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LOCRI EPIZEPHYRII



Salvatore La Rosa
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SECOND PART - THE COLONIZATION AND THE GREEK AGE

CHAPTER II

ORGANIZATION AND EXPANSION OF THE POLIS

 
The polis of Locri Epizephyrii was ruled following a typical Greek model. A strict conservative aristocracy exercised the power through the "one-thousand assembly", which was probably composed by all the citizens in charge of full political rights; also the population was divided in three tribes and thirty-six phratries.

At the heart of the Locrian organization there were Zaleukos' laws, which date back to the beginning of the VII century b.C. They were really "modern" laws for the age in which they were introduced; first of all they were written and so, as outlined by Strabo, they weren't kept in to the judges will. Moreover, even if some of them could seem somewhat cruel nowadays due to their retaliation roots, they doubtless marked a progress in civilization since allowed to avoid that kind of self-justice which was really common during that age.

Closed to any possible change, it was a really conservative legislation which gave to the city the chance to peacefully flourish and with little to none problems on the internal social front; that situation allowed the rulers of the city to concentrate all of their efforts on the thriving of the polis, on the expansion of the controlled territory and on the surveillance over the enemy populations outside the city boundaries.

To have a better idea of the Locrian society of that age it has to be pointed out the importance and the prestige of the rule of the women in the ancient Locri. Prestige which they owned not just for their strong appearance in the cults of the city but also for the large amounts of rights which they had according to the polis' laws (i.e.: they had all the inheritance rights, also the right to hand down the name of the family even after the death of every men of the family - husbands, sons, brothers etc. -). This peculiar situation, added to the tradition handed down by Polybius regarding the Locrian aristocracy (which, the historian, ascribed to the women and not to the men), led many modern experts to theorize the presence of an ancient matriarchal government in Locri (still another unsolved question due to the lack of evidences to confirm or to deny such theory).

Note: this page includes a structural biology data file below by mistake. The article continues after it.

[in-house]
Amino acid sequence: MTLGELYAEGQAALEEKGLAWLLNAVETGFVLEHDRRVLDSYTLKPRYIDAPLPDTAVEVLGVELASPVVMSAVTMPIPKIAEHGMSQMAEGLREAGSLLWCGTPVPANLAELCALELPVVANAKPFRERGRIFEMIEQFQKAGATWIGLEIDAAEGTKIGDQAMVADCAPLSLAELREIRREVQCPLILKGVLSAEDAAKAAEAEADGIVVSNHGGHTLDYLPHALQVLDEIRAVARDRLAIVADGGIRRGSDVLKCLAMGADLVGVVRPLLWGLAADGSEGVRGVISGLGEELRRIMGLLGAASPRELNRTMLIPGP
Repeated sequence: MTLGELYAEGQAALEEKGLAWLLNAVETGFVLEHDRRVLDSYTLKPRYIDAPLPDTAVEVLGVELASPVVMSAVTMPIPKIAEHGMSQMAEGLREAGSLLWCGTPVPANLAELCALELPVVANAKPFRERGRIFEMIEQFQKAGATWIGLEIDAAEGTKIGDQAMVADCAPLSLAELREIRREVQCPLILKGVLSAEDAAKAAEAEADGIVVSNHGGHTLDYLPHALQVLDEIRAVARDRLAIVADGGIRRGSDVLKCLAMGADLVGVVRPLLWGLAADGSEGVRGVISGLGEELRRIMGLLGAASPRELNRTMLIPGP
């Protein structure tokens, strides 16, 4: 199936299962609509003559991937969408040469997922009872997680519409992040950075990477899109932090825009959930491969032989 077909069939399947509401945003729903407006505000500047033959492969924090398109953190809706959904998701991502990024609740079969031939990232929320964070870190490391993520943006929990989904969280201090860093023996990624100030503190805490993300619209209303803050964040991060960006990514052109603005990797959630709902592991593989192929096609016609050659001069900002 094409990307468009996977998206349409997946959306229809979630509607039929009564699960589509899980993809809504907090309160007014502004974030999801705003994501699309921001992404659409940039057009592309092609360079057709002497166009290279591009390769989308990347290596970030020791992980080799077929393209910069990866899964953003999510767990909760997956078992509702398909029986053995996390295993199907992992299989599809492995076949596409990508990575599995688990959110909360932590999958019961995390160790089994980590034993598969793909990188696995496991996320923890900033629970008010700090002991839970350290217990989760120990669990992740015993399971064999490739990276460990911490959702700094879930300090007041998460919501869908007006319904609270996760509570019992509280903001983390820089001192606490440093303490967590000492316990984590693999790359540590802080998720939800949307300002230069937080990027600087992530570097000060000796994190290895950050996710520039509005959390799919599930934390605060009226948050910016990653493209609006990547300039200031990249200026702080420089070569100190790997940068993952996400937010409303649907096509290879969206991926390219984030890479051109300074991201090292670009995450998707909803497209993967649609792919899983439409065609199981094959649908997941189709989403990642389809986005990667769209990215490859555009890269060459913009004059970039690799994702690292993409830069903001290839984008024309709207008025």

Between the VII and the VI century b.C. the development of the polis was well underway; the city flourished with a strict and organized urban plan, and its sanctuaries with their cults were already well recognized almost everywhere in the Greek world. The internal situation was, as it has been already pointed out, ideal to start planning an expansion of the control over the territory around the city, even with the creation of some sub-colonies. That was necessary because, more than the need of control over a larger portion of territory, there was the risk that the great demographic increase of that age could harm the social equilibrium reached by the polis. Therefore, probably during the end of the VII century b.C., Medma (the modern Rosarno) and Hipponion (the modern Vibo Valentia) were founded on the Tyrrhenian coast.
 

  The expansion over the Tyrrhenian coast
THE EXPANSION OVER THE TYRRHENIAN COAST
 


By this time, with the foundation of these two sub-colonies, Locri Epizephyrii took the control of a large part of territory, spreading from the Ionian to the Tyrrhenian coasts and embracing the mountains between the two seas; this expansion created the conditions for the historical clashes against Kroton and Rhegion, cities which began to see in Locri Epizephyrii a dangerous problem for their future expansion.

 
     

 

 

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